Legislators took a victory lap of sorts on Thursday morning as they touted the passage of SB136, which significantly changed transit in Utah.

The bill, which overhauls the Utah Transit Authority and improves funding for transit projects.

"This is only the first step in bolstering our transit systems," said Senate President Wayne Niederhauser, R-Sandy. "This effort is ongoing. The state is going to double in population over the next 40 years. Transit is going to be a big part of what we do." 

SB136, which passed the full legislature Wednesday night, makes major changes to the Utah Transit Authority, including eliminating the current board and replacing them with commissioners appointed by Gov. Gary Herbert. The UTA will also change their name to Transit District Utah.

The legislation also allows counties the option to raise sales taxes so counties can fund transit projects. Plus, there's an increase in registration fees for alternative fuel vehicles to make up for diminishing gas taxes.

The legislation also shifts $5 million of ongoing revenue from the gas tax to transit. That money will be used for securing federal money for transit projects. 

"We've learned that you have to have matching funds when you try to get federal money," said Sen. Wayne Harper, R-Taylorsville, the original sponsor of the bill. "We're giving locals the key tools they need to work on planning, land use and economic development around these projects."

Davis County Commissioner Brett Milburn says he's excited that there will be money available for local entities because that's the lifeblood for these kinds of projects.

"This is an opportunity for local communities to enhance what they're already doing," he said. "I'm pleased with the foresight, hard work, and gumption the legislature has shown to tackle these tough issues."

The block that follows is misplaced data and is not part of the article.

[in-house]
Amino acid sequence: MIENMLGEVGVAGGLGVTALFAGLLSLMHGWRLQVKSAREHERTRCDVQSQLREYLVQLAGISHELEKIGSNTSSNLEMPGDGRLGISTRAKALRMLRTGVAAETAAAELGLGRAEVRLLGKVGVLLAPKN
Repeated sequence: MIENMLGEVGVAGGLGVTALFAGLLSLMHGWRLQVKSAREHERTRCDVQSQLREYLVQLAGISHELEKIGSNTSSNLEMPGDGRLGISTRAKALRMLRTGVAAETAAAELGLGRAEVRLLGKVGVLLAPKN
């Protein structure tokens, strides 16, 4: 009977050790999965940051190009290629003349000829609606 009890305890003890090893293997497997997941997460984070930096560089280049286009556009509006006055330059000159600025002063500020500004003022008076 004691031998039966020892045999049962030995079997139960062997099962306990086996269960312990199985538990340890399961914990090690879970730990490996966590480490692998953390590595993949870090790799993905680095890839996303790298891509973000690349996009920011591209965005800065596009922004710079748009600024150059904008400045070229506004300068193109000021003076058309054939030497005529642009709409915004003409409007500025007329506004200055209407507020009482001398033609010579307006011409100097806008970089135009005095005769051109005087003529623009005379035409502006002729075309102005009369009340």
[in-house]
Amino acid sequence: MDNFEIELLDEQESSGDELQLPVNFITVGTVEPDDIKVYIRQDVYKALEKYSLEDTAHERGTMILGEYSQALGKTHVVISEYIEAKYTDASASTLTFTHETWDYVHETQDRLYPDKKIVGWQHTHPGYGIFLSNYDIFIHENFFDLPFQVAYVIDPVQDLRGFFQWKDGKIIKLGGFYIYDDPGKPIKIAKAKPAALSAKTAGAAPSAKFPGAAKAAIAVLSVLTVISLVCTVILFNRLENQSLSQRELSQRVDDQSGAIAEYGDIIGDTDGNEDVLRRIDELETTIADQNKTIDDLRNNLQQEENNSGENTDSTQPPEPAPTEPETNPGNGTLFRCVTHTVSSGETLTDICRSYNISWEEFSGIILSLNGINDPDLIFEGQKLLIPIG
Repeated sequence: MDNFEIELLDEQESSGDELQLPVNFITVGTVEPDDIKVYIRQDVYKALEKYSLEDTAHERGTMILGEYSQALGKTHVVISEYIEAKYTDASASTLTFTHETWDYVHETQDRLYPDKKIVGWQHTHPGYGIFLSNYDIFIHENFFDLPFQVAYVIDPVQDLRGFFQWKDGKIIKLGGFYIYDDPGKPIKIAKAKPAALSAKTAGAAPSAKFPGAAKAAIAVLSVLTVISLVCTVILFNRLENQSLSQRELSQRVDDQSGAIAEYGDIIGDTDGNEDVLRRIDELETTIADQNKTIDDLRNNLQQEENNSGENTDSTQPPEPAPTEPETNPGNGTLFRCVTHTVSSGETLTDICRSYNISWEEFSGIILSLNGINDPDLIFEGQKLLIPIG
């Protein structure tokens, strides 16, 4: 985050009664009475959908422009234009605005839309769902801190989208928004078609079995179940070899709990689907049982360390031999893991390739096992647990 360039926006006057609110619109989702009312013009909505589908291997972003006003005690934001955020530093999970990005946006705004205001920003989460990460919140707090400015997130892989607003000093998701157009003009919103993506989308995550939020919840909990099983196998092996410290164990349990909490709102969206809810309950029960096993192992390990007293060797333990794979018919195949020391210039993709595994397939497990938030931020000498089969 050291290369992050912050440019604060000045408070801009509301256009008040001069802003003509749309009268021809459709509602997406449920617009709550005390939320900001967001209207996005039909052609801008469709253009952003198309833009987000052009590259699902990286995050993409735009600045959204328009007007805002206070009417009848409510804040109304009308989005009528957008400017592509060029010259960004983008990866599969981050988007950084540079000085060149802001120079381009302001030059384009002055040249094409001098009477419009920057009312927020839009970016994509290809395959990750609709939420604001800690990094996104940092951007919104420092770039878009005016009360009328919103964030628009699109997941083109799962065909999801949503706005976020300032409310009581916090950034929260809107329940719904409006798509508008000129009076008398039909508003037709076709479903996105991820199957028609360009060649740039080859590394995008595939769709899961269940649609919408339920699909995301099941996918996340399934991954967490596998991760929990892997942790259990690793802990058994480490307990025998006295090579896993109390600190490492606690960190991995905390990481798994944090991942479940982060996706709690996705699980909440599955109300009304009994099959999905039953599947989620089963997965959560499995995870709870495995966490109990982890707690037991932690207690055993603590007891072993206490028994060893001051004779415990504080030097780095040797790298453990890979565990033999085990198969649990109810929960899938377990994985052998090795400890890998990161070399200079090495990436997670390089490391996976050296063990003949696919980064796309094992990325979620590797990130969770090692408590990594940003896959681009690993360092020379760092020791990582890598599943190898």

UTA has said the name change would cost around $50 million, but House sponsor Rep. Mike Schultz, R-Hooper, says that's nonsense.

"It's so far from the truth. We are not going to spend money on this that will take away from service just so we can change the name," he said. "The first thing you do when you purchase a failing business is you rebrand. This sends the message that this is a new day."

Legislators said the name change would be accomplished over time, not all at once, to better control costs. For example, when the agency runs out of letterhead, they'll order replacements with the new name/logo.

A controversial part of the bill eliminates the UTA's in-house counsel, shifting those duties to the Attorney General's office. Schultz says, while some may see ill intent in the move, it's designed to increase accountability.

"We will now have state attorneys inside the office. There is not a better check and balance than that," said Schultz. "This is not going to be popular for some inside of the organization, but it's the right thing to do."

Niederhauser was quick to point out that SB136 is just a starting point for lawmakers, who will have some significant growth challenges ahead of them.

"Our population is going to double over the next 40 years. There are more steps we need to take, but this is a great perspective going forward."